Army command gets collaborative with SharePoint portal
- By Kathleen Hickey
- Jul 25, 2012
The U.S. Army Communications-Electronic Command (CECOM) is using a portal to centralize its data, streamline applications and connect its more than 13,000 employees worldwide.
The agency anticipates that the Microsoft SharePoint portal, which was officially announced to staff June 28, will reduce administrative burden, lower costs, improve records management, increase data accuracy and rationalize information management.
"The portal will eliminate a lot of redundancy and streamline processes," Renee Ullman, content manager for CECOM, said in a statement. Design of the SharePoint portal began in 2011.
The portal, open to all employees, allows for different levels of information sharing, from commandwide to organization-based, as well as internal collaboration among employees, said Linda Vanbemmel, the project manager for CECOM SharePoint. The portal includes secure, private sites for directorates and other organizational groups within CECOM for internal, daily work.
Data for the site is stored at a secure facility in Radford, Va.
"The command now has a collaboration tool that the entire workforce is able to use," said Patricia O'Connor, CECOM's CIO. "It also serves as a good communications tool to get the word out on what's critical to everyone in the organization at the same time."
The portal will be used to automate processes such as creating weekly activity reports, managing documents and keeping track of deadlines and workflows.
O'Connor also plans to use the portal to help eliminate 30 percent to 40 percent of existing applications across the command over the next year by creating a centralized inventory of applications. For example, the agency is creating a central suspense tracking system on SharePoint, eliminating six existing organization-based systems, and CECOM is developing a master calendar for the command.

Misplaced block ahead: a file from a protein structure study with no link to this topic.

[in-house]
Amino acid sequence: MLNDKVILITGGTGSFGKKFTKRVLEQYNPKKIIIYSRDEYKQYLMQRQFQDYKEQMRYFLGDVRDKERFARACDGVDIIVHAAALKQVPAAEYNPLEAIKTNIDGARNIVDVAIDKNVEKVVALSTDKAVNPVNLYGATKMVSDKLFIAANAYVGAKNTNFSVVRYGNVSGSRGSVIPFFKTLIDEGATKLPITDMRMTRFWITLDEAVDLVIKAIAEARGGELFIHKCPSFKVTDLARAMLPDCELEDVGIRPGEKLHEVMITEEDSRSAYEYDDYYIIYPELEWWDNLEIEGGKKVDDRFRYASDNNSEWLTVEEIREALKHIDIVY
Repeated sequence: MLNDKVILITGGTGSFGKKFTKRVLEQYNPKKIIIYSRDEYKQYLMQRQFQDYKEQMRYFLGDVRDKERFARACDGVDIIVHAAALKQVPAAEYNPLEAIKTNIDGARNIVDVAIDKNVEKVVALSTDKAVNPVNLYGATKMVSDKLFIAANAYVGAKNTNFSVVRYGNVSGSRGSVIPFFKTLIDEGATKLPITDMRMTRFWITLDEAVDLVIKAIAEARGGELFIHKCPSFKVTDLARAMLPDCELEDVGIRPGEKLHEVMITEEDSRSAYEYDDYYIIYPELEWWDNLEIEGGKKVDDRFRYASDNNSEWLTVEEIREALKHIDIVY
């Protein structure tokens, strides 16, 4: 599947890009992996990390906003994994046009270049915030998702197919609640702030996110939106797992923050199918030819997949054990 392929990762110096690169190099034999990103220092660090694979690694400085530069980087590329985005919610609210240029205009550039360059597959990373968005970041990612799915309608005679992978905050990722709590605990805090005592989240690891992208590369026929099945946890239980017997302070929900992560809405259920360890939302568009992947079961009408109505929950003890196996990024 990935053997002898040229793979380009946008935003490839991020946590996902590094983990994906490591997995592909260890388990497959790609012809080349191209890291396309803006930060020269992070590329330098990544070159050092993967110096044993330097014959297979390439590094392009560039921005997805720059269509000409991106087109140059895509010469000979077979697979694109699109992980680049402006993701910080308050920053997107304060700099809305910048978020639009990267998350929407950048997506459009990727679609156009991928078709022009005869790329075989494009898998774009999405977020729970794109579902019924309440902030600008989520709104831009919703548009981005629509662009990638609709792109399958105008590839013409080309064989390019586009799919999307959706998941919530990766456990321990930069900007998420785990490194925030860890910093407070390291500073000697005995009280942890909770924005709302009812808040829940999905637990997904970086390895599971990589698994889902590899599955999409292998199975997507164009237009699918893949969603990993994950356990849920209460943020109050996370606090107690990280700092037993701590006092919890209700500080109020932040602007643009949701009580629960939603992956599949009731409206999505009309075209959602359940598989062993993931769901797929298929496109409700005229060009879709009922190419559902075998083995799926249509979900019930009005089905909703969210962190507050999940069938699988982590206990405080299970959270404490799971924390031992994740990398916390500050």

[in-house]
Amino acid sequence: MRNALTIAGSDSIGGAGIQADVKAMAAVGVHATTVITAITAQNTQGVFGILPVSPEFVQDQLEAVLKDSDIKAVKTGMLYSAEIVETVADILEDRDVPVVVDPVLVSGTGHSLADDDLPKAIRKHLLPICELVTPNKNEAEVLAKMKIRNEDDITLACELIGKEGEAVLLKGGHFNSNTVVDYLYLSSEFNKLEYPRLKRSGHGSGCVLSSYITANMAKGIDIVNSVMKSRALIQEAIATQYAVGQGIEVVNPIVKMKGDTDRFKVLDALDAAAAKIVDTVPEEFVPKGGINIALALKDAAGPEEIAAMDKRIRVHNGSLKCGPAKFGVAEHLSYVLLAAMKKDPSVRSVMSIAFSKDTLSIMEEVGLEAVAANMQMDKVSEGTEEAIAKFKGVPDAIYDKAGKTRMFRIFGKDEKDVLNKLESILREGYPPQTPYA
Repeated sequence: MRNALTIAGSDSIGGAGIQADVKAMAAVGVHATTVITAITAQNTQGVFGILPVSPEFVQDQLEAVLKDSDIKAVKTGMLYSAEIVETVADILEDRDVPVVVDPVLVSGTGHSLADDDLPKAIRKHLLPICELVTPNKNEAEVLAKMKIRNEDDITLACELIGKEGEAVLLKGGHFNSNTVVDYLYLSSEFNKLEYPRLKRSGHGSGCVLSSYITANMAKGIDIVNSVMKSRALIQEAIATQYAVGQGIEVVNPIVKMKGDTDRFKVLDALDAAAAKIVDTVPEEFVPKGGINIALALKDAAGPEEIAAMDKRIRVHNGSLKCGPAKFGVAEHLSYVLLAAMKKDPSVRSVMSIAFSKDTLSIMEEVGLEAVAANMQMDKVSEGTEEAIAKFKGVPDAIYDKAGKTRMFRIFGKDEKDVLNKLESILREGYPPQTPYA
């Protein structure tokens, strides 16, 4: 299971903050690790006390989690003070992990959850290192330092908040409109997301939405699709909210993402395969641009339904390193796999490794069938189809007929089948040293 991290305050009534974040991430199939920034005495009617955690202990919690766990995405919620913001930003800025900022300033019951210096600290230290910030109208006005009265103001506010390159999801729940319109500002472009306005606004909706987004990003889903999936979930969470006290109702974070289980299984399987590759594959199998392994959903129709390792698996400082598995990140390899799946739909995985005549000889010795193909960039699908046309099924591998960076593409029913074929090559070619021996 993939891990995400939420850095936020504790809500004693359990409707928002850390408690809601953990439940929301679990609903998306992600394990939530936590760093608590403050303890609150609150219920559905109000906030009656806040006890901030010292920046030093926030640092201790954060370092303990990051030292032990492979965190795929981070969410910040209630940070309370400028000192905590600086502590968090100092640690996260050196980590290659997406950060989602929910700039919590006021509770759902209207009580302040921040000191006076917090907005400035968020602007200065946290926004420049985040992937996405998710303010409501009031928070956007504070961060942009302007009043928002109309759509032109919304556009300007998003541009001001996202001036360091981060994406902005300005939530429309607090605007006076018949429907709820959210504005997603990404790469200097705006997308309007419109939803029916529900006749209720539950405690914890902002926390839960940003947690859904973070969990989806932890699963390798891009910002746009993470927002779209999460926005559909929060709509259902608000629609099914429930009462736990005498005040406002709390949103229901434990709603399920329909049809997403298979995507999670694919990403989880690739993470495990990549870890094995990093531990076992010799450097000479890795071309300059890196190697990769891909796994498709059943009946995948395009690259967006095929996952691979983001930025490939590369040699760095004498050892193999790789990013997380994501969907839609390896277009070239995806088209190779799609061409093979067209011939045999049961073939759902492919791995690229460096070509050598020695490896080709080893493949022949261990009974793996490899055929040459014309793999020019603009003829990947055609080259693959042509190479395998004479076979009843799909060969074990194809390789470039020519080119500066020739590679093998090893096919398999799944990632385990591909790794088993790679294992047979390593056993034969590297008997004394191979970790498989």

"Because our employees are in disparate locations, stovepiping is our biggest challenge as a command," O'Connor said. "Right now, because we have data everywhere and because e-mail is our primary communications tool, I think we're working harder than we need to.”
CECOM also is using the portal for records management, to properly store and archive more than 3 terabytes of data.
Once a draft document is declared valid, it will be entered into the records management system and be searchable by the entire command. When its shelf life is at an end, the document will automatically be destroyed or archived into the Army Records Information Management System, said Janet Wallen, records manager for CECOM G-6.
"Because all the records will be in one location, and the process to move [them] or archive will be automated, it will be easier to track and safeguard our nation's resources," O’Conner said.
CECOM is one of many government entities looking to consolidate electronic data and communications. Last month, GCN reported that the Federal Aviation Administration was moving 80,000 employees to Microsoft Office 365, giving them secure access to e-mail, instant messaging, calendaring and Web conferencing tools from virtually any device. Office 365 includes SharePoint online.
Kathleen Hickey is a freelance writer for GCN.